In the reign of Constantine, Christianity was proclaimed the state religion for the Roman Empire. With that, the populace began open discussion on matters of theology, subject heretofore reserved for the philosophers. The Platonic philosophical influences upon John 1:1 and other sacred writings, bred a great contention as to the "being" of the Logos.

Arius, a presbyter of Alexandria and leader of the sect - Arianism - taught that Jesus was the first creature, "made a second God" inferior to the Almighty. As opposed by the Trinitarian concept, he taught that Jesus was not equal or identical with God the Father.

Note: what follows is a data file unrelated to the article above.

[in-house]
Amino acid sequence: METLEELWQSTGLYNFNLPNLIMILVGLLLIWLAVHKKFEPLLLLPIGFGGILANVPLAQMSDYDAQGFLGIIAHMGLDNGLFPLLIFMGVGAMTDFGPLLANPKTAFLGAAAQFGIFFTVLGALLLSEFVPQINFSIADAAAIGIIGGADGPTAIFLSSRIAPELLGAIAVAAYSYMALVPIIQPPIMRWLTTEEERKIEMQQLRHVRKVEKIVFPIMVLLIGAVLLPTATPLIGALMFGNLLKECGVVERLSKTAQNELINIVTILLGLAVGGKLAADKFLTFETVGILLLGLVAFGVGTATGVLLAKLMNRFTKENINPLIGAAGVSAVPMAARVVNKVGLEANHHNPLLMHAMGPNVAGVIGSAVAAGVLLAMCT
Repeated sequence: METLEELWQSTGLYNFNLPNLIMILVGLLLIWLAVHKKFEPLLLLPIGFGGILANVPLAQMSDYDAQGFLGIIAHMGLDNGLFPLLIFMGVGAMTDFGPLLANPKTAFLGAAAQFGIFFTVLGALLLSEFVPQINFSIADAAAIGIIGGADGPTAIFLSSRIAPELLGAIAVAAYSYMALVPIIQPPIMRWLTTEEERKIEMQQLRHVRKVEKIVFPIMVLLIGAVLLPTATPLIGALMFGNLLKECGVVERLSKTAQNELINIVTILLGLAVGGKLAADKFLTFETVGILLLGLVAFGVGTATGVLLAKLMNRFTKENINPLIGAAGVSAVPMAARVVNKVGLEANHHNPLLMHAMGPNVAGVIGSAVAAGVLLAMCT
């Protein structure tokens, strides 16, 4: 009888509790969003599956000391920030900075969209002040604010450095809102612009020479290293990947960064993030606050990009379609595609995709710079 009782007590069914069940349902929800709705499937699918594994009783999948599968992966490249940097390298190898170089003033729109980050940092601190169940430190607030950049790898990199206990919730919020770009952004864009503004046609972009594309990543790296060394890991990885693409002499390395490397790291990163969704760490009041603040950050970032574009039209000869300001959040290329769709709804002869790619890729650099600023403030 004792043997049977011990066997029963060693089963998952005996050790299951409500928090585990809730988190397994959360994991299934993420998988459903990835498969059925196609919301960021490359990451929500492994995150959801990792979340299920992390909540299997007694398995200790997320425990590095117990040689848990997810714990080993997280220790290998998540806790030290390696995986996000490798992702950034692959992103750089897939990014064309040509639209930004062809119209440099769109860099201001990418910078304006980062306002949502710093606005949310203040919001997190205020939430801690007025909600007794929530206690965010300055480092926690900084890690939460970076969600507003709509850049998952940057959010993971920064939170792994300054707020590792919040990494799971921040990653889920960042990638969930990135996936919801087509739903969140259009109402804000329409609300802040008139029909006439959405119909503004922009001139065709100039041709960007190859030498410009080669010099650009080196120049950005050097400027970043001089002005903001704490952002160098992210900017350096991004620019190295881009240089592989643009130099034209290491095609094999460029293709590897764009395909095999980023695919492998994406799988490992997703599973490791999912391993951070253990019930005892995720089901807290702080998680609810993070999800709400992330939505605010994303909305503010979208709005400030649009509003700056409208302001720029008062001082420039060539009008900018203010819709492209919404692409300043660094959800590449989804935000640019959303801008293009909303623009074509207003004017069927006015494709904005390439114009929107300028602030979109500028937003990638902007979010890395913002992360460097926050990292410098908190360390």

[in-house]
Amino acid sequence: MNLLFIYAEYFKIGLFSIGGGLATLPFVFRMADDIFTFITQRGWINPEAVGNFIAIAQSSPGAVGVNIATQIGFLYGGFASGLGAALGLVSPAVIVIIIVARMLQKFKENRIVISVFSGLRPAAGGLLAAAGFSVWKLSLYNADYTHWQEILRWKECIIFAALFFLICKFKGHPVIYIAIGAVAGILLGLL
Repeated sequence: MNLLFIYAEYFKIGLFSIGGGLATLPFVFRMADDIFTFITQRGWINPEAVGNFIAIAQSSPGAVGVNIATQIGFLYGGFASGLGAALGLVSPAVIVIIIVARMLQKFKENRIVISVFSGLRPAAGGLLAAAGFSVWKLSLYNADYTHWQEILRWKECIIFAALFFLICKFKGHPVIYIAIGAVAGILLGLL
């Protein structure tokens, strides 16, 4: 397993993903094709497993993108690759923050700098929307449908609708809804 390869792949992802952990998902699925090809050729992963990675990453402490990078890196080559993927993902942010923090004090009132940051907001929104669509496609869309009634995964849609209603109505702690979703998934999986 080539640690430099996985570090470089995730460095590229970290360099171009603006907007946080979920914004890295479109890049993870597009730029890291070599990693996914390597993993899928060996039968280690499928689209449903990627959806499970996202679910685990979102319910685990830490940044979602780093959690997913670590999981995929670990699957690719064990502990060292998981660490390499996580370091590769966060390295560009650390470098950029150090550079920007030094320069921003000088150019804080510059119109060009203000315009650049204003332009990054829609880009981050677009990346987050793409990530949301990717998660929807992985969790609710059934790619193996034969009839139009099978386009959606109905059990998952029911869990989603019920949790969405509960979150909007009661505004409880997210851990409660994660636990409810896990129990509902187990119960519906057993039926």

It was at the Council of Nicaea in 325 A.D. that the Nicene Creed was formulated to do away with Arianism and the Church to accept the doctrine of the Trinity Godhead. However, the revelation of the Word of God could verify that both doctrines, though true in parts, are filled with hordes of errors.

Athanasius, a deacon who had led the fight against Arius, was later to become the Bishop of Alexandria. The Athanasian Creed, found in the Book of Common Prayer, states quite emphatically the Church's stand with respect to the multiplicity of gods.

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